Re: Language & Writing

John McCreery (jlm@TWICS.COM)
Thu, 10 Oct 1996 11:14:43 +0900

Ron Kephardt writes

>In message (on LINGANHTH)
>Aaron Fox writes:
>> I think it is entirely likely that "usage" eventually will be conceived
>> not as a socially or culturally constructed "adjunct," but as itself (like
>> "culture" and "society" "themselves") the varied expression of an innate
>> "program" to use language socially and as a modality of social and
>> individual experience, *coupled with* an innate "program" to have
>> "Language" to use in the first place (and a few other "programs" as well,
>> all equally liberating and constraining, including the "program" to
>> reproduce).
>Actually, I couldn't agree more, and this is a great way of putting it.

I will cheerfully second that.
<long snip>

> I suggested that, assuming
>for the sake of argument the principles-parameters approach to language (I
>know how you all feel about it, but it does seems to be a nice way of
>some things), that culture might also be explainable in a similar way.
>given principles for cultural domains such as kinship might define a range of
>possible variation. As with language, some "logical" possibilities are
>excluded. The actual values for the principles are set differently within
>different cultures, thru the process of enculturation.
>Does this make any sense?

Indeed it does. My inspiration for a similar thought was the moment when
reading _Tristes Tropiques_ I came across Levi-Strauss writing about his
ambition to discover a "Mendelevian Table of the Mind," a set of elements
whose permutations and combinations would define the limits of all cultural
possibilities. Adding the parameters to the program would develop the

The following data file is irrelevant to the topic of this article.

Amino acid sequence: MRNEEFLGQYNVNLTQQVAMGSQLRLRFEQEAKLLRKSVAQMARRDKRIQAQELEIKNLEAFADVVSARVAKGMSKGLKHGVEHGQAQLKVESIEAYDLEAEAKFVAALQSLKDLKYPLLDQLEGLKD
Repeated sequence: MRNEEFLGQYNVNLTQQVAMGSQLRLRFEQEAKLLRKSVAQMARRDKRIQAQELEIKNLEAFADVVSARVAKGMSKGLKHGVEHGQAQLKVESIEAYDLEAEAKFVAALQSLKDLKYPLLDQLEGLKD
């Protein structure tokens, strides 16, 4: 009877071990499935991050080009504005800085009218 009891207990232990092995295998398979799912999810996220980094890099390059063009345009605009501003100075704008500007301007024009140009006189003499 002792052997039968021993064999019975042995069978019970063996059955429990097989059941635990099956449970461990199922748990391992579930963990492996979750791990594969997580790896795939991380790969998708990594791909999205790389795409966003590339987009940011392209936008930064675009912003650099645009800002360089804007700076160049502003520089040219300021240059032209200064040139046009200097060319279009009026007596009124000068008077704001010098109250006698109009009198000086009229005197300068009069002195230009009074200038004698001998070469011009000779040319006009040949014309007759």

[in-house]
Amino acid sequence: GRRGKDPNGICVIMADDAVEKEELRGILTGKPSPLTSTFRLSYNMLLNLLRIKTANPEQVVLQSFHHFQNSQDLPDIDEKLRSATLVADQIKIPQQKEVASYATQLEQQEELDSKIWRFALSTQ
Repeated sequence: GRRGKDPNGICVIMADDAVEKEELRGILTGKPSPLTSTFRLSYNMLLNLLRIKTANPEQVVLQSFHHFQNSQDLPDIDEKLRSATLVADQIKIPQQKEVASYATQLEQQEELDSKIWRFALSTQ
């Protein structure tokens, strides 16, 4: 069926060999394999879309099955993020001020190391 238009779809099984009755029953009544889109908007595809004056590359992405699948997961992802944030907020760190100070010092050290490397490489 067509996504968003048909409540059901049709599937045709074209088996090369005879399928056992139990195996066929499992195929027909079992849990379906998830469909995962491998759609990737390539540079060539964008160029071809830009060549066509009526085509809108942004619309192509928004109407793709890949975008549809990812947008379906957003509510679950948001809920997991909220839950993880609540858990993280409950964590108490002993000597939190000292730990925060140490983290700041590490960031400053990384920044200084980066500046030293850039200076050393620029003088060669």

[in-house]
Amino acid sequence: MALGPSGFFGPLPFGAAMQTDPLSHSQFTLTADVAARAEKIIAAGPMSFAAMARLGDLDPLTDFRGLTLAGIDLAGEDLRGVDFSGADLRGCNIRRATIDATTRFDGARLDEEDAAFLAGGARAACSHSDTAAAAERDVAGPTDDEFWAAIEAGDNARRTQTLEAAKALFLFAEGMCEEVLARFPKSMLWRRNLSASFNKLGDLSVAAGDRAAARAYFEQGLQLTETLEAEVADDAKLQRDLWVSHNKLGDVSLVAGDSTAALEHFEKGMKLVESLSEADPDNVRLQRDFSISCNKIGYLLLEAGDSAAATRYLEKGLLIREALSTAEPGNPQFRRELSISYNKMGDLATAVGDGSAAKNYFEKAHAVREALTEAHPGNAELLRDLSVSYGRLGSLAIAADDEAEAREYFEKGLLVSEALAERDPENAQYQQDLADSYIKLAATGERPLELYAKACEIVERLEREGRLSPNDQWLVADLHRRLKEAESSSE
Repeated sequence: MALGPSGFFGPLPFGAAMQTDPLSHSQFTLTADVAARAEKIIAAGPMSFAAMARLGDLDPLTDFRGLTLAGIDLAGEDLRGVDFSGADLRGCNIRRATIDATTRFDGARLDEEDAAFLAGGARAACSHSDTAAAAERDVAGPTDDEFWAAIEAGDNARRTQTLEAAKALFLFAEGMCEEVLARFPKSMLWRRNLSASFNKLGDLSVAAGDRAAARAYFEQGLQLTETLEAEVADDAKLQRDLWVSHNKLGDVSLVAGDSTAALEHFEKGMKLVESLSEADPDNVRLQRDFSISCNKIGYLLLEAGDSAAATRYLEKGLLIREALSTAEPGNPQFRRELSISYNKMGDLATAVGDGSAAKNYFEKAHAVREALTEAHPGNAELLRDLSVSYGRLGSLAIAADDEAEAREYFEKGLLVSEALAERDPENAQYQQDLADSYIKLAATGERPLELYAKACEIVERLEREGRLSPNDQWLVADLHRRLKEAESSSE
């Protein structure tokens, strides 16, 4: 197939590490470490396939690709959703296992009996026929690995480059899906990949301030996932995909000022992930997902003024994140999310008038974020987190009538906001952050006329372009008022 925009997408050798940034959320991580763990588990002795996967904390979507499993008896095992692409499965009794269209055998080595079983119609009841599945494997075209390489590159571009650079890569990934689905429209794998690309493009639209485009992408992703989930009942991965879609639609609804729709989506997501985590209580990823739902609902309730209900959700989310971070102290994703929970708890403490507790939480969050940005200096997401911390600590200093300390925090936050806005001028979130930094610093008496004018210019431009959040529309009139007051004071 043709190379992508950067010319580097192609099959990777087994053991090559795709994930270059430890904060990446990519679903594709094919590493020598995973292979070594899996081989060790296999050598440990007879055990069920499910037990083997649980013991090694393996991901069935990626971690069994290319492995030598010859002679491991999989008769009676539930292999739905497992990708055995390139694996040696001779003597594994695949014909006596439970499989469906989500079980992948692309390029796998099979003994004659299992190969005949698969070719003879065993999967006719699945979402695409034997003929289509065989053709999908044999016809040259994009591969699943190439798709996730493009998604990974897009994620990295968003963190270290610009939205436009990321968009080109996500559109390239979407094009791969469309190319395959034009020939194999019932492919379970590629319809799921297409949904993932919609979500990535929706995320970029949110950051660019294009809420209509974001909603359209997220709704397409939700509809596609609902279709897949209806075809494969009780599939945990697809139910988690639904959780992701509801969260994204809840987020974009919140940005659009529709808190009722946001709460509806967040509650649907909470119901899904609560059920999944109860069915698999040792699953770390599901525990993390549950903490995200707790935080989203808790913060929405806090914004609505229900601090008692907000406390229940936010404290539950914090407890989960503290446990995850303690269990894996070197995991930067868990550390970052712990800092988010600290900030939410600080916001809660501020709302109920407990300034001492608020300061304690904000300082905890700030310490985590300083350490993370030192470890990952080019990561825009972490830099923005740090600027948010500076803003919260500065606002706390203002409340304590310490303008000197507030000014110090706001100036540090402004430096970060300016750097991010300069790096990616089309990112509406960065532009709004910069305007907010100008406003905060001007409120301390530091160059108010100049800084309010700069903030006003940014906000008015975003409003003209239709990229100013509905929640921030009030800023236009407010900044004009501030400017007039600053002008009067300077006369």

linkage between the implicit mental grammar on which L-S focused and the
particular social/historical/ecological settings in which particular
possibilities were actualized.

Having said this, I still don't think that either you or Aaron has met
Patrick's and my observations head-on. I still hear you, albeit in the
context of a very sophisticated theoretical discussion of the nature of
language acting precisely as Patrick describes:

>This topic is striking for the way it seems to turn lx anthropologists into
>model theoretical linguists happily producing the party line commonly taught
>in freshman Intro to Lang courses. Everyone seems to define language instantly
>in terms of vocabulary, grammar, rules-- language structure-- but to have
>little to say about language use. If writing a language forever changed its
>patterns of use, would that not be important to its identity as a language--
>its "languageness"?

I wonder if it mightn't be useful to sort out the practical, political side
of the argument where, it seems to me, several emotionally charged issues
get muddled together. Here is my first tentative stab.

(1) Language and intelligence: Here the universality of the bioprogram and
the staggering ability of every undamaged human child to rapidly acquire
not just one, but several, languages is a useful lesson to teach to those
in whose minds racial categories, ethnic identities and notions about
substandard language reflecting substandard intelligence are fused in
racist nonsense. Here you will get no quibbles from me.

(2) Language and identity: Here we must deal with those who work to
preserve languages because they are seen as integral parts of
group/ethnic/national ways of life. One can, as I said in my message to